A long overdue biodoc on the trailblazing choreographer Alvin Ailey, with plenty of dance clips.

A long overdue biodoc on the trailblazing choreographer Alvin Ailey, with plenty of dance clips.

Ailey (January 7th) Cert 12A, 90 mins

Jamila Wignot’s poetic and visually melodious and informative documentary on a candidate for the most important cultural icon of the 20th century, begins with a star-studded tribute hosted by President Ronald Reagan. It takes place at the Kennedy Centre for the Performing Arts, where Alvin Ailey, raised in poverty in racist, depression-era Texas, is awarded the nation’s highest distinction for Lifetime Contributions to American Culture through the Performing Arts.

The prematurely frail 58-year-old still retains the dignified grace of the handsome, strong, athletic and elegant dancer many fortunate people over 60 had the luck to see in person. He beams a warm smile to the dancers on stage who bow to him and the cheering audience, and he bows back to them. They have preformed part of his early (1960) masterpiece, Revelations, recognised as one of the most popular and performed ballets in the world. Ailey would die the following year of Aids.

Wignot contrasts Ailey’s humble beginnings, traipsing across segregated, racist Texas on the hip of his teenage, single mother and working in the cotton fields and scrubbing white family’s floors, with the glowing, multi-storied, Manhattan building bearing the name Alvin Ailey American Dance Theater (AAADT). Inside, choreographer Rennie Harris, who is black, is creating a dance, fittingly entitled, Lazarus, for the company’s 60th anniversary.

Ailey retains some good memories of those early days in Texas. The sunsets and running through the fields with his best friend (his first love, perhaps) named Chancy Green, who once saved him from drowning. He loved the gospel music at church and watching the black workers dance at every opportunity.

Ailey’s mother Lula (he never knew his father) brought them to LA for a better life when he was 14. There he saw his first ballet, the Ballet Russes de Monte Carlo, on a school trip when he was 15, which thrilled him, but did not inspire him. It was only when Carmen De Lavallade, who noticed his talent, persuaded him to study with Lester Horton (a pioneer in Native American dance) that he began to take dance seriously. He started to dance professionally at 19, and appeared in several films, but never felt he was expressing “the beautiful things inside me.”

Ailey founded his own company at age 27 in 1958 to honour black culture through dance – just three years after Rosa Parks refused to give up her seat for a white bus passenger. A trailblazer in putting black talent, black music and black history on white stages and making identity a theme of his oeuvre, Ailey eventually integrated the company and showcased other choreographers.

In addition to the heart-rending excerpts from a candid and revealing interview Ailey gave just before his death and moving insights and memories from members of the company, the film is illustrated with glorious, generous clips from Ailey’s dancing and choreographed hits in chronological order. Blues Suite, the ballet that launched his Dance Theatre in 1958 when he was 27; The River (1970), Night Creature (1975), Flowers (1971) and especially Cry (1971), a powerful dance dedicated to “black women everywhere and especially our mothers” for his mother’s birthday.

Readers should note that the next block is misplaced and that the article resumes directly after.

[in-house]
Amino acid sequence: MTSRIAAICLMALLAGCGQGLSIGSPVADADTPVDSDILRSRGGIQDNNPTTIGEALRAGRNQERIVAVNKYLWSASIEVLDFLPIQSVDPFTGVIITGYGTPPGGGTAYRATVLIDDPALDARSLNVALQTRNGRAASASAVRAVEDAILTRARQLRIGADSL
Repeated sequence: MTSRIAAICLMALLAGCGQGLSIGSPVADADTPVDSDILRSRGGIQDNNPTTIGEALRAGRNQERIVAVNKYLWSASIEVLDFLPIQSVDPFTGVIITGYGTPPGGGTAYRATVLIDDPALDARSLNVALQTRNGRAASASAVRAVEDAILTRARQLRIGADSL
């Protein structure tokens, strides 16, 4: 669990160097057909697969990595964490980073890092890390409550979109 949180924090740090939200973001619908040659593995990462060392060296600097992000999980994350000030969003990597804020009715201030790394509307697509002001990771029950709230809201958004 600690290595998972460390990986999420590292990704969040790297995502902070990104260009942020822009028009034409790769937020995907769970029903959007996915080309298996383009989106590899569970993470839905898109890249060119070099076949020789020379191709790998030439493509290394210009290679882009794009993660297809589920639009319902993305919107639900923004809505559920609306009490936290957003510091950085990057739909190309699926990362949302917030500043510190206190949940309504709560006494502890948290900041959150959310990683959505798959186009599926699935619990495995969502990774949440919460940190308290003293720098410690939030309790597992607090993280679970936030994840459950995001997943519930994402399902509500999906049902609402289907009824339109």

The three-part ballet, set to popular and gospel music by Alice Coltrane, Laura Nyro and Chuck Griffin, depicts a woman’s journey through slavery to an ecstatic state of grace. The amazing Judith Jamison (who due to her height, shape and colour had trouble finding work) had never danced the entire three-part ballet straight through in rehearsals. At the end, her costume was dripping with sweat. The audience began applauding their support as one cheers on marathon runners.

The paradox is that while Ailey is the ultimate underdog-success story, he could never reconcile “the agony of where I came from and then dancing on the Champs Elysees” with the feeling that you are a “nobody, nothing and on the other hand you are the king.” Until the 1970s, most of his acclaim and much of the applause came from the many government-sponsored foreign tours (the most successful was in the Soviet Union) due to racism in the USA. He objected to the State Department advertising the tours as “ethnic dance” and wanted it changed to “modern dance.” The tours were followed by the CIA.

If race was a challenge, so too, was his homosexuality (he was under surveillance by the CIA for this “crime”). Ailey was very private about his life and never spoke of his sexuality. In the interviews with the dancers, we hear about his inability to form close attachments, other than with his mother, although the AAADT staff and dancers were a close-knit family. But the difficulty of forming attachments was further impeded by his gruelling schedule of travelling half the year and, when in New York, at the theatre in the evenings.

In 1980, after a failed romantic relationship described in the film, the death of his friend Joyce Trisler (for whom he creates the dance, Memoria of 1979), coupled with heavy drinking and a cocaine habit, Ailey suffered a mental breakdown in 1980. Jamison took over the running of the company until his brief return before his early death.

Though no mother should outlive their child, Lula lived to see the impossible made possible by her own son.

Ailey opens in cinemas on 7 January. There will be a special Q & A with Bonnie Greer in cinemas on 4 January 2022. For tickets follow this link.